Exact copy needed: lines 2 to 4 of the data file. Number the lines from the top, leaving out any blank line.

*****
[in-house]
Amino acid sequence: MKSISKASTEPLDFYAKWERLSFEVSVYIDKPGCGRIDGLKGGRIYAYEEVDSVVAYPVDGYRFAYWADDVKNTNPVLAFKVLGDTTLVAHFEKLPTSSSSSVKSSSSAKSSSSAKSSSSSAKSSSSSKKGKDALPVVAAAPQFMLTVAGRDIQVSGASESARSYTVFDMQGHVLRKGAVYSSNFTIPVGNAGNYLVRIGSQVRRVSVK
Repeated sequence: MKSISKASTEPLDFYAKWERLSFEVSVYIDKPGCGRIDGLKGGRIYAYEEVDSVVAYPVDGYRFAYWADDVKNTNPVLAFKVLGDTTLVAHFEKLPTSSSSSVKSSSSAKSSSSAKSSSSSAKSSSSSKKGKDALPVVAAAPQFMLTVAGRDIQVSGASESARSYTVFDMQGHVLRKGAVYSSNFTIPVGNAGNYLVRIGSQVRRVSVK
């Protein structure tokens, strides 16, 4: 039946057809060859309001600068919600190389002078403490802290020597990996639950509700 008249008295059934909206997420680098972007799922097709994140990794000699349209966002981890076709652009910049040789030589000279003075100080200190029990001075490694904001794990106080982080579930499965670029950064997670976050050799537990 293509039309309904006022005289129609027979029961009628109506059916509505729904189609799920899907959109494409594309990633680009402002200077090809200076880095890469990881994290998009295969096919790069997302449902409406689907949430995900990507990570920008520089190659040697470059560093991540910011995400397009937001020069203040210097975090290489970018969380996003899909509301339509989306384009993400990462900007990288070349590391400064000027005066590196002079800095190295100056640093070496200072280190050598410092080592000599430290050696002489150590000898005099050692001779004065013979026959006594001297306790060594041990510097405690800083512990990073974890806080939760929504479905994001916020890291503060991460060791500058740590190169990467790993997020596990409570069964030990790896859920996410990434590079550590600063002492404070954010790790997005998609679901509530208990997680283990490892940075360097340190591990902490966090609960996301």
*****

Amino acid sequence: MKSISKASTEPLDFYAKWERLSFEVSVYIDKPGCGRIDGLKGGRIYAYEEVDSVVAYPVDGYRFAYWADDVKNTNPVLAFKVLGDTTLVAHFEKLPTSSSSSVKSSSSAKSSSSAKSSSSSAKSSSSSKKGKDALPVVAAAPQFMLTVAGRDIQVSGASESARSYTVFDMQGHVLRKGAVYSSNFTIPVGNAGNYLVRIGSQVRRVSVK
Repeated sequence: MKSISKASTEPLDFYAKWERLSFEVSVYIDKPGCGRIDGLKGGRIYAYEEVDSVVAYPVDGYRFAYWADDVKNTNPVLAFKVLGDTTLVAHFEKLPTSSSSSVKSSSSAKSSSSAKSSSSSAKSSSSSKKGKDALPVVAAAPQFMLTVAGRDIQVSGASESARSYTVFDMQGHVLRKGAVYSSNFTIPVGNAGNYLVRIGSQVRRVSVK
């Protein structure tokens, strides 16, 4: 039946057809060859309001600068919600190389002078403490802290020597990996639950509700 008249008295059934909206997420680098972007799922097709994140990794000699349209966002981890076709652009910049040789030589000279003075100080200190029990001075490694904001794990106080982080579930499965670029950064997670976050050799537990 293509039309309904006022005289129609027979029961009628109506059916509505729904189609799920899907959109494409594309990633680009402002200077090809200076880095890469990881994290998009295969096919790069997302449902409406689907949430995900990507990570920008520089190659040697470059560093991540910011995400397009937001020069203040210097975090290489970018969380996003899909509301339509989306384009993400990462900007990288070349590391400064000027005066590196002079800095190295100056640093070496200072280190050598410092080592000599430290050696002489150590000898005099050692001779004065013979026959006594001297306790060594041990510097405690800083512990990073974890806080939760929504479905994001916020890291503060991460060791500058740590190169990467790993997020596990409570069964030990790896859920996410990434590079550590600063002492404070954010790790997005998609679901509530208990997680283990490892940075360097340190591990902490966090609960996301």